If Lionsgate wants to make more films, then they should look at women of color in young adult books.
By Latonya Pennington
Since the success of the Harry Potter film franchise, young adult books being adapted into films have become the norm. The film versions of Stephanie Myers’ Twilight Saga and Suzanne Collins’ trilogy The Hunger Games’ filled a need for teens movies with adventure, romance, and coming-of-age stories. Recently, Lionsgate announced that they want to adapt more films from the books The Hunger Games and Twilight, but they could do so much better.
Although there have been many YA films over the years, almost all of these films have been adapted from books written by white cis-het authors with white cis-het protagonists. If you didn’t know any better, you’d think only white people write and read young adult books. Contrary to what some may believe, young adult books & their audience are far more diverse than the film industry realizes.
As a genre, young adult is typically considered any book featuring high school age teens. Books like The Hunger Games trilogy and The Twilight Saga are a small percent of books in the genre. With some research, you’d see that there are many more books that could be adapted, especially books written by and featuring women of color.
One book that has already been made into a film is Nicola Yoon’s Everything Everything. The book’s teen romance could be compared to John Green’s book The Fault in Our Stars, which also had a film adaptation. However, Everything Everything is remarkable in that it was a financially successful film written, directed, and starred in by Black women.
Lionsgate and other film companies should use Everything Everything as a blueprint for future young adult films. Instead of yet another adaptation of a book about a white female protagonist, they should adapt more books that feature women of color protagonists and hire women of color to work behind the film.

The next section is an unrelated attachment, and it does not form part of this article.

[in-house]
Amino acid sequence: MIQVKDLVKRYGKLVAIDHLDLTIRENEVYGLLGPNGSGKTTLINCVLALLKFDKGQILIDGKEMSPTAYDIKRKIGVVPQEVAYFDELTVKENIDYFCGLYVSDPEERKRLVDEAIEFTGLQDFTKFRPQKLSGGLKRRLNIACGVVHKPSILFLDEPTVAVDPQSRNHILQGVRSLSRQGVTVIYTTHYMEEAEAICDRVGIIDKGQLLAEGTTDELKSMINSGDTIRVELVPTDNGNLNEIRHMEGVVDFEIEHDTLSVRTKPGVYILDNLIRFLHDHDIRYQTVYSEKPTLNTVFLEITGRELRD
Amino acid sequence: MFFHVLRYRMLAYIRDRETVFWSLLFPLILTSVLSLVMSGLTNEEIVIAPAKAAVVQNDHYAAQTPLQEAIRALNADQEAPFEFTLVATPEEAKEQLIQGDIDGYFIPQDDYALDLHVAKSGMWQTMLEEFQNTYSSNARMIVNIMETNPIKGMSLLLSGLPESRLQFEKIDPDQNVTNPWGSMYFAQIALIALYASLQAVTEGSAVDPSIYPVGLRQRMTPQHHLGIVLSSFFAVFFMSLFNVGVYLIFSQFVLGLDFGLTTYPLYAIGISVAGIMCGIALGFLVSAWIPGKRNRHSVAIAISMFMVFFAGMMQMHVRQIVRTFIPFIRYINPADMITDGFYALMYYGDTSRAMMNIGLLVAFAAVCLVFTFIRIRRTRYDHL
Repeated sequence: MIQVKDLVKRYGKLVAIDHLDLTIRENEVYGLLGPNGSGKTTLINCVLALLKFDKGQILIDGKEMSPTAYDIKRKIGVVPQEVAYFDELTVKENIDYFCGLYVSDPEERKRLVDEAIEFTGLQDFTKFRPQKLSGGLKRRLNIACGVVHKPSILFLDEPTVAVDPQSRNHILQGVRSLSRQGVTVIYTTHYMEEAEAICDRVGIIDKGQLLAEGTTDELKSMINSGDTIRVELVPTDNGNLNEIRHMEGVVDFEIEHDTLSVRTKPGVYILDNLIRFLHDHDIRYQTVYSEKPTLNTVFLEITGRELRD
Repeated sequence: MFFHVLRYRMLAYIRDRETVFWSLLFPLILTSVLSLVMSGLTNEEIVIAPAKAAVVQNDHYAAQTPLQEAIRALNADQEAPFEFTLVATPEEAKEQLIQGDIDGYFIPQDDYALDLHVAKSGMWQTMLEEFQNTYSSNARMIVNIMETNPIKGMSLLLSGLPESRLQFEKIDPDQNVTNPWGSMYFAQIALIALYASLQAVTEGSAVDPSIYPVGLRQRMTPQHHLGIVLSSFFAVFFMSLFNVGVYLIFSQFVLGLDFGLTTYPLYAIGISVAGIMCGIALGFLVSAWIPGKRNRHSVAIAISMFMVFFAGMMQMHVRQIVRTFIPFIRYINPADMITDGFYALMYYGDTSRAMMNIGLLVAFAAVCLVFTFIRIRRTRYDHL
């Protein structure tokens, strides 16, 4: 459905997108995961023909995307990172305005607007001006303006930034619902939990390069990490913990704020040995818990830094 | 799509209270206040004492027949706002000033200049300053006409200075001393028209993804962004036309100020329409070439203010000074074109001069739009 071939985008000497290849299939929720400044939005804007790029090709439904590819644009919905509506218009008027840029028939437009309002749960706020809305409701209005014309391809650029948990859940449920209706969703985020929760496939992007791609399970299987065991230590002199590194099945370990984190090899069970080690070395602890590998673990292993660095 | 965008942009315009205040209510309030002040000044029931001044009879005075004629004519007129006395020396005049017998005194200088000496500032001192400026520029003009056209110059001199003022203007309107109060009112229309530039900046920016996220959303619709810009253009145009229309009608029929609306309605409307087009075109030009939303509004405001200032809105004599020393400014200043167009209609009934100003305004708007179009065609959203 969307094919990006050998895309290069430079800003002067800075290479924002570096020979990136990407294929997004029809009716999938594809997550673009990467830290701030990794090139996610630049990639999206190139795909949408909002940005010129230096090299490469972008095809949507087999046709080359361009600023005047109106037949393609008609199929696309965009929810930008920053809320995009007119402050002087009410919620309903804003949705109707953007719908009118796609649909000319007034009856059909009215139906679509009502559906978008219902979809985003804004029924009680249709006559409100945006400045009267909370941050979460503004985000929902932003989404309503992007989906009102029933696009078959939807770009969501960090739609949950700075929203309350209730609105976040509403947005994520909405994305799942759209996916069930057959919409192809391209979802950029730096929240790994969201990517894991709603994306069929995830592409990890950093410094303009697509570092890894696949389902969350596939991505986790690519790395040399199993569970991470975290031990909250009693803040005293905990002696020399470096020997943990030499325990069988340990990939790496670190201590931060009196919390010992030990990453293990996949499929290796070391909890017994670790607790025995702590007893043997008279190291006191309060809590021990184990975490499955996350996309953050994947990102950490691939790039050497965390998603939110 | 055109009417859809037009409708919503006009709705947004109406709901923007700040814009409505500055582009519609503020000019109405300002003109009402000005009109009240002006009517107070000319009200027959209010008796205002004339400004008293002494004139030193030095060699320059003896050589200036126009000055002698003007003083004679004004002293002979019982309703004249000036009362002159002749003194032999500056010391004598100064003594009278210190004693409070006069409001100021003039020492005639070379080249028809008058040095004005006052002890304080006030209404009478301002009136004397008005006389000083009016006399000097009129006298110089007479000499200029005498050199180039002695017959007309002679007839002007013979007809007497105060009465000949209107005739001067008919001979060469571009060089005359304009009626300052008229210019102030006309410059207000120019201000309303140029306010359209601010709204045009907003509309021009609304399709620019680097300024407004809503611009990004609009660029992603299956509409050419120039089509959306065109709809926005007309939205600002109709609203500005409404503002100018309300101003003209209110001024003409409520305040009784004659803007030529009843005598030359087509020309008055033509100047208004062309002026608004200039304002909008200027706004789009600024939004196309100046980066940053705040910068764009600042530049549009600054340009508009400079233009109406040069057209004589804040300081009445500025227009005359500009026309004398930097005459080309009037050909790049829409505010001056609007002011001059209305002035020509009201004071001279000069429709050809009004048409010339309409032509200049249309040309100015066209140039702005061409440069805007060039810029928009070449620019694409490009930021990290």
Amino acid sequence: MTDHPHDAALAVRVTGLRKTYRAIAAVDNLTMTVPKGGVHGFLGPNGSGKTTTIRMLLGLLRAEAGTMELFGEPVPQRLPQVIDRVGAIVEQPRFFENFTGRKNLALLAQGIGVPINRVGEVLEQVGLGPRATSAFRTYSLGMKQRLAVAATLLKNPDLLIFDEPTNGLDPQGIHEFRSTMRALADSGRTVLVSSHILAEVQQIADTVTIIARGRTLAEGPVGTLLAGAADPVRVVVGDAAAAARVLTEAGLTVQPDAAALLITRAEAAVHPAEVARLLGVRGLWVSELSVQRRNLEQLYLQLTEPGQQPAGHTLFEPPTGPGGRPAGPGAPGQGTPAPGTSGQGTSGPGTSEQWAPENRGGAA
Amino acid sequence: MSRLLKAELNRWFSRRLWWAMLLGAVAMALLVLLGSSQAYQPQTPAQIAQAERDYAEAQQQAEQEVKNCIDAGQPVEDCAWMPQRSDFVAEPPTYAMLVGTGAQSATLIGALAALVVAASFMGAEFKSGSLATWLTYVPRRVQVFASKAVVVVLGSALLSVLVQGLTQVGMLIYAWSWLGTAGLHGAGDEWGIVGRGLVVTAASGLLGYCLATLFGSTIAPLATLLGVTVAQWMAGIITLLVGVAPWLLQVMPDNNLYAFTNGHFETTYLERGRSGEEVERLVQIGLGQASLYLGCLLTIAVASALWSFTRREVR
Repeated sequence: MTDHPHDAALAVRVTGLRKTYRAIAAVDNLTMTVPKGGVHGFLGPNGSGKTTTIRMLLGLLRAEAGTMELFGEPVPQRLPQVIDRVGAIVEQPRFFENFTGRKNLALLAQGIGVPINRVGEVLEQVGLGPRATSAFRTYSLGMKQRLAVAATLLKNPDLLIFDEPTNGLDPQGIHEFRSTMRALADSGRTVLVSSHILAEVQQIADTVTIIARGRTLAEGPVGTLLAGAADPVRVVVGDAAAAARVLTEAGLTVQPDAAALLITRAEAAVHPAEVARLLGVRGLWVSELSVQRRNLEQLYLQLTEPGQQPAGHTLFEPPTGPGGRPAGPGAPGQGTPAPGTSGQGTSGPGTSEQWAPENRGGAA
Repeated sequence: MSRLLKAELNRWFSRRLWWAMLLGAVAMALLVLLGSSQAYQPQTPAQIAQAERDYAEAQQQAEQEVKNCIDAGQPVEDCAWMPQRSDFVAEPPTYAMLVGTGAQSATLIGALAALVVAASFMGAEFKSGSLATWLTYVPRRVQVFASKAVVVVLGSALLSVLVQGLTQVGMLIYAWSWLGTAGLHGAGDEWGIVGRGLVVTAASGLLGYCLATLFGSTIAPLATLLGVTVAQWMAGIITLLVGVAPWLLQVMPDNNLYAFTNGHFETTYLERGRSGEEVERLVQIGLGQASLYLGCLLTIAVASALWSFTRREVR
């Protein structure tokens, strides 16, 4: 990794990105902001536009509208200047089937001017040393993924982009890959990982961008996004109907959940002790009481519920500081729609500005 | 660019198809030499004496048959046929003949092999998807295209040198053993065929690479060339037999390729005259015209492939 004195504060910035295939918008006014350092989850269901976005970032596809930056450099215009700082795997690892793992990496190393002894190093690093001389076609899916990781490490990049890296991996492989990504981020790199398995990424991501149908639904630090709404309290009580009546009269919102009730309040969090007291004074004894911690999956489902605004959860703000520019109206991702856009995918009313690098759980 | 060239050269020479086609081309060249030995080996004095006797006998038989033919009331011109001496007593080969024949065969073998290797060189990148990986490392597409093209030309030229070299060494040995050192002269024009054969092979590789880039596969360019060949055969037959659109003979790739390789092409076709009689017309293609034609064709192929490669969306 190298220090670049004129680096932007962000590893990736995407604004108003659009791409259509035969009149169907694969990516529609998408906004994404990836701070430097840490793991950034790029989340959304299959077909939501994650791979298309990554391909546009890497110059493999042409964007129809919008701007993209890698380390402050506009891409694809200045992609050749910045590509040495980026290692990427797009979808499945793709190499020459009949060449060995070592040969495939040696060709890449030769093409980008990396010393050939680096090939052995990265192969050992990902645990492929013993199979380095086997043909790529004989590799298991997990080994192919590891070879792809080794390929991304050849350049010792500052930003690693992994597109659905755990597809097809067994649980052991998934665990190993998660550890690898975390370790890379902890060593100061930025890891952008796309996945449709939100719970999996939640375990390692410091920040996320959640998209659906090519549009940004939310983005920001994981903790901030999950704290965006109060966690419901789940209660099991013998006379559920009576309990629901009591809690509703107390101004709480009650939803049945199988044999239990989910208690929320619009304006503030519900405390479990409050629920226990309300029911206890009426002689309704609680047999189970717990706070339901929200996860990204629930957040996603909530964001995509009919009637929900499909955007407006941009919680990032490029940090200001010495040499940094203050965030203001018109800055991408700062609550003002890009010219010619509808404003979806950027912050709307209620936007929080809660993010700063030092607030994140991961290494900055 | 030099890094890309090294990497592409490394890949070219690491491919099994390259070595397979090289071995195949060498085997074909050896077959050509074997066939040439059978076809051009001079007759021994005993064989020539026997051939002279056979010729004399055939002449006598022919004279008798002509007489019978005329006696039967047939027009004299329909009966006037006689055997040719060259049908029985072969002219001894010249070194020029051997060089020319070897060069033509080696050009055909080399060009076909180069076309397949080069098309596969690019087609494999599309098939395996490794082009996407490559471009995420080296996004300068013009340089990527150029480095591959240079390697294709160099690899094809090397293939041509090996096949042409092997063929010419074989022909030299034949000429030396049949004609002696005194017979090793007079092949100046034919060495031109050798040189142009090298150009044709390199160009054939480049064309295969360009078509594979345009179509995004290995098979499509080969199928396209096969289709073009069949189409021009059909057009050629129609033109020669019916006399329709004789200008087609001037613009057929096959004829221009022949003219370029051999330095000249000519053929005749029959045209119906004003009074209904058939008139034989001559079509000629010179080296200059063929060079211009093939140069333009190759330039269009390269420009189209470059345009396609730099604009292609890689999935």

One book that could thrill Harry Potter fans is Daniel José Older’s Shadowshaper, which features an Afro-Latina protagonist wielding artistic magic. Meanwhile, Nalo Hopkinson’s book The Chaos combines the dystopian and supernatural genres & gives us a Black female lead trying to save her brother.
By adapting books like these, Lionsgate could make the teen film genre more inclusive and fresh while still making a profit. Studies have proven that films with inclusive casts can make money, especially when they are also involved behind the scenes. In fact, it can even build anticipation for the film, as seen with Ava Du Vernay’s adaptation of A Wrinkle In Time and George Tillman Jr’s adaptation of The Hate U Give.
Not only have there been enough film adaptations of The Hunger Games & Twilight books, but there have also been enough young adult films with white female protagonists. If Lionsgate wants to make more films, then they should look at women of color in young adult books. It’s time for more teen films with women of color that save the world and fall in love because women of color need teen heroines too.